Elizabeth Rosner has spent the bulk of her career penning novels and poetry, but her most recent book, the nonfiction “Survivor Café: The Legacy of Trauma and the Labyrinth of Memory,” is the one she says she has been “writing my whole life.”
“Survivor Café” defies the concept of genre. It is part memoir, part sociological study, part meditation, and part tribute to the author’s Holocaust survivor parents. Named a Best Book of the Year by The San Francisco Chronicle, “Survivor Café” examines, from various angles, how the descendants of Holocaust survivors and other atrocities cope with inherited trauma, as well as — perhaps paradoxically — ensure that the memories of those atrocities stay alive even after all the survivors are gone.
The book draws parallels between the traumatic inherited legacies of descendants of African-American slaves, Cambodian survivors of the Killing Fields, and survivors of the bombing of Hiroshima and Nagasaki, to those of second and third generation descendants of Holocaust survivors.
Rosner will be speaking on May 17 at 7 p.m. at the Carnegie Library Lecture Hall as part of the Pittsburgh Arts and Lectures Series. Her appearance is sponsored by the Jewish Healthcare Foundation in collaboration with the Holocaust Center of Pittsburgh and the Carnegie Library of Pittsburgh.
The book is arranged in short vignettes, with the author seamlessly switching from one topic to another, linking together a wide range of material.
“I actually believe a lot of us think that way,” said Rosner, speaking from her home in Northern California. “It’s not because we’re scattered or distracted, it’s that most of us don’t really think in a straight line. And with this material in particular, I was so determined to keep making connections, and keep drawing people’s attention to the fact that there are so many intersections between and among these subjects.”
For a Jewish audience, she acknowledged, “I think it is somewhat unusual for someone to be discussing the Holocaust in so much depth, and with so much specificity alongside other things. There really is a strong tendency — and sometimes a preference, I guess — to discuss the Holocaust in its own context only. And I know that I was challenging that.”
While she stressed that “everything about the Holocaust is unique, that doesn’t make it necessarily separate from every other story of genocide and atrocities across time and place. It’s a human story. It’s a human nightmare.”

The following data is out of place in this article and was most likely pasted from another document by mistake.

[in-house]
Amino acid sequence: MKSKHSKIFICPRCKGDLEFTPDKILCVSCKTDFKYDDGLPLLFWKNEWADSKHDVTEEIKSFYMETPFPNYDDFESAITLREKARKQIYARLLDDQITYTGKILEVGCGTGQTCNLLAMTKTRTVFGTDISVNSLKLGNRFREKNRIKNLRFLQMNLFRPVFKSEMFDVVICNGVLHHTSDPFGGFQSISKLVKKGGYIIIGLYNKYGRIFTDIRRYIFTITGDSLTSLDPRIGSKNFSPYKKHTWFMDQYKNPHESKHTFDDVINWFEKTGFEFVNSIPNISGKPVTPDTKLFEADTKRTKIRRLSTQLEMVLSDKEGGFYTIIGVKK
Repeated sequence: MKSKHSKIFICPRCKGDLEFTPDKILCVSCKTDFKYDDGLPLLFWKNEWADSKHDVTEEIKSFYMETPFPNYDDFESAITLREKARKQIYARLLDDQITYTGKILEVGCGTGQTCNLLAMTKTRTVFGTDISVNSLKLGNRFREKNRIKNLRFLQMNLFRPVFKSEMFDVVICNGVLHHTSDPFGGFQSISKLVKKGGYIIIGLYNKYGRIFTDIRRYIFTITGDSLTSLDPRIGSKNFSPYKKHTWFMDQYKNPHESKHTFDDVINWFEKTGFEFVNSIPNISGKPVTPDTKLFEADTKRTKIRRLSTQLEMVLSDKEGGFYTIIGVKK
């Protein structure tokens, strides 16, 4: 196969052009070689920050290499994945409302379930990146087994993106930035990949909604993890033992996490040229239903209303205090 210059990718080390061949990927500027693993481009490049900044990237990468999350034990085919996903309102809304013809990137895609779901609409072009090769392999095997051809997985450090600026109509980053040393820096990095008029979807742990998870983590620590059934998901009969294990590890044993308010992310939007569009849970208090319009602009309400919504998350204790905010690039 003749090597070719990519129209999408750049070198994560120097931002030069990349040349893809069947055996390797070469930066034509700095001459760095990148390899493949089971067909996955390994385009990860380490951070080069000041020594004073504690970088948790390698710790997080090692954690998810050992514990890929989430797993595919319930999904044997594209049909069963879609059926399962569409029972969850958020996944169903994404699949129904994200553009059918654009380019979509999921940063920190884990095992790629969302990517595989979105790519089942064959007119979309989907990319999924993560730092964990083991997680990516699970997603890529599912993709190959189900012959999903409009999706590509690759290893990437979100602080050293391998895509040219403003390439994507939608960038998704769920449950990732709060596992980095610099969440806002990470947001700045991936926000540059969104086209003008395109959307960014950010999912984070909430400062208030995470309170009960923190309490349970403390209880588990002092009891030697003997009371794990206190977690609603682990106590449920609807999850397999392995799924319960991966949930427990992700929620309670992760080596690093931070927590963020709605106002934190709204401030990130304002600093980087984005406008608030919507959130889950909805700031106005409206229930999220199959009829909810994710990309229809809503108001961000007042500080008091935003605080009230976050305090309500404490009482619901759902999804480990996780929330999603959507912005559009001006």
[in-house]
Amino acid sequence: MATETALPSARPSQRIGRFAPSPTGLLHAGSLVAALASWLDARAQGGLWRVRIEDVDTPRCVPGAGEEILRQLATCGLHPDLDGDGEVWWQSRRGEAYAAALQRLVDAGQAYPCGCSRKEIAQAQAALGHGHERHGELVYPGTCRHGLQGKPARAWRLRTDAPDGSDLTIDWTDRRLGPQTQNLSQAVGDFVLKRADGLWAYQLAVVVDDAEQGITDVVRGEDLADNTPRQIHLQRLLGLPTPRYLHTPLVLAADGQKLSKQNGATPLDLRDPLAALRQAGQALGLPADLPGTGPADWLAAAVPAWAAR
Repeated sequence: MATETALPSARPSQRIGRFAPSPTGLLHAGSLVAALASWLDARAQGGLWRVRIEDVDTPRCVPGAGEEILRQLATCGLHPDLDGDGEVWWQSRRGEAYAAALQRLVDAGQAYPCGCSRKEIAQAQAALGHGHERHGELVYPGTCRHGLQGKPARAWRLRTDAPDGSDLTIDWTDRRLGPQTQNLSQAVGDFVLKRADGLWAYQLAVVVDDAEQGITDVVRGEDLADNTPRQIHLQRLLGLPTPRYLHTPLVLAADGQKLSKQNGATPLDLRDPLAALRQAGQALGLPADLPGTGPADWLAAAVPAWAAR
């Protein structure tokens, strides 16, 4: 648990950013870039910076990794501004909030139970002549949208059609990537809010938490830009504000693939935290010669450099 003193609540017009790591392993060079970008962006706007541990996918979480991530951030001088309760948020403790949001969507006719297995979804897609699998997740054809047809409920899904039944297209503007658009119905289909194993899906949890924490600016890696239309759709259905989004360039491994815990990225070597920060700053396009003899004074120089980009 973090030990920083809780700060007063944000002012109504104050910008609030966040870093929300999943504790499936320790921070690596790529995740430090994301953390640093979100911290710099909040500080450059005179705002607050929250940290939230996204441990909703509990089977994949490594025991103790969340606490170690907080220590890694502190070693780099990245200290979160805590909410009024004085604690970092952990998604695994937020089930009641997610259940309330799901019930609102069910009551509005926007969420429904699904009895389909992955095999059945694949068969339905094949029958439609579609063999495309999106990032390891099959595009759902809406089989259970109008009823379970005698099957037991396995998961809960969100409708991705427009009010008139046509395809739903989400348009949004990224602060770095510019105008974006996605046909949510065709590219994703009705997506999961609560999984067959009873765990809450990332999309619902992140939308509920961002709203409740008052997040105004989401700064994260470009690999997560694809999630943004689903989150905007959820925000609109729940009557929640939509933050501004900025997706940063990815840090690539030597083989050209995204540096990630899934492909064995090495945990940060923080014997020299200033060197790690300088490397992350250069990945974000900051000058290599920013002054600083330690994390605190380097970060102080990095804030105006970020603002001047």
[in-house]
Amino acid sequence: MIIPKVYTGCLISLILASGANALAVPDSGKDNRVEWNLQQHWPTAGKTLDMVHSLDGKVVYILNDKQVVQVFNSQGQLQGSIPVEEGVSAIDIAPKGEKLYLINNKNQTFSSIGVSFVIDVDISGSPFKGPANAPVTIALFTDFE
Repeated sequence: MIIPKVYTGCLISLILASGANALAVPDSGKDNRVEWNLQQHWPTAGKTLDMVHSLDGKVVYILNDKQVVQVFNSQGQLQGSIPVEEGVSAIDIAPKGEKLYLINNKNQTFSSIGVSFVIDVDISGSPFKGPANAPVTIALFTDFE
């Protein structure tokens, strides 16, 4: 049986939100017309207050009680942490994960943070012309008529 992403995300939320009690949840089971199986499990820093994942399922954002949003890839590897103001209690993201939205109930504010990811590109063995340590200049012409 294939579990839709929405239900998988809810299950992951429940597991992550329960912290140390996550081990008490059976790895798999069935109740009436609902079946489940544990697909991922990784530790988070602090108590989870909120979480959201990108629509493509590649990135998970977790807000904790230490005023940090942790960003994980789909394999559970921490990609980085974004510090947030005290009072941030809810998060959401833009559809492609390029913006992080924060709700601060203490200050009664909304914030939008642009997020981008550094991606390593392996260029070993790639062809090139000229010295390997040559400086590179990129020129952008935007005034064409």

Although she has been exploring the Holocaust throughout her life in her art and other means, Rosner noted that it was the third trip she made to Germany with her father to revisit Buchenwald, where he had been imprisoned, that was the “flashpoint” when she recognized that she needed to write this book. It was on that trip that she realized that Holocaust history was at the threshold of change, because soon all the survivors, the soldiers who liberated the camps, as well as the perpetrators will be gone.
“It will all become received history,” Rosner said. “It will start to become like the rest of history that came before, that is all now transmitted and is second hand and third hand. So, I think it was that sense of urgency that motivated me to write this book as though everything I had to say on the subject I needed to say it now.”
The book carries with it themes of both hope and despair.
“I think we have to keep honestly facing the patterns and repetitions and recognizing that they aren’t going away by themselves,” Rosner said. “Whatever it is we have tried so far to change our nature, or to change what seems to be our nature, we so far haven’t succeeded. Genocides are occurring now as we speak.
“So, it’s not that I despair about the human race entirely, but I do think that we have to keep looking at our shadowy selves, the part we would like to disown, or the part we would like to say, ‘oh it’s those other people who are evil, not us.’ I think we have to keep looking inside of our own histories, our own experiences, and take responsibility for that and that is the way toward change.”
It is often the survivors themselves who inspire the greatest sense of hope, according to Rosner.
“I just interviewed a 92-year-old Auschwitz survivor on stage in Berkley — her name is Dr. Edith Eger. She wrote a book called ‘The Choice, Embrace the Possible.’ She became a psychotherapist specializing in trauma and has an astonishing optimistic message. She literally uses her experiences at Auschwitz to deliver this message of potential and possibility. It’s kind of mind-blowing. When someone like her can reflect on her experience in the utmost hell, and come out of it with a sense of hope then who am I to be hopeless?”
Her father, said the author, is perhaps her chief inspiration.
“My father doesn’t give up on the future,” she said. “It’s quite an extraordinary aspect of his personality.”
Rosner remembered a call she got from her father one day after he heard her interviewed on NPR about “Survivor Café.”
“He said, ‘So, I have a question for you: do you think I was traumatized?’” Rosner recalled. “I had to put my hand over my mouth, so he wouldn’t hear me laughing. I just said, ‘Well, what do you think, Dad?’ And he said, ‘Well, I don’t know. I never really thought about it before.’” PJC
Toby Tabachnick can be reached at firstname.lastname@example.org.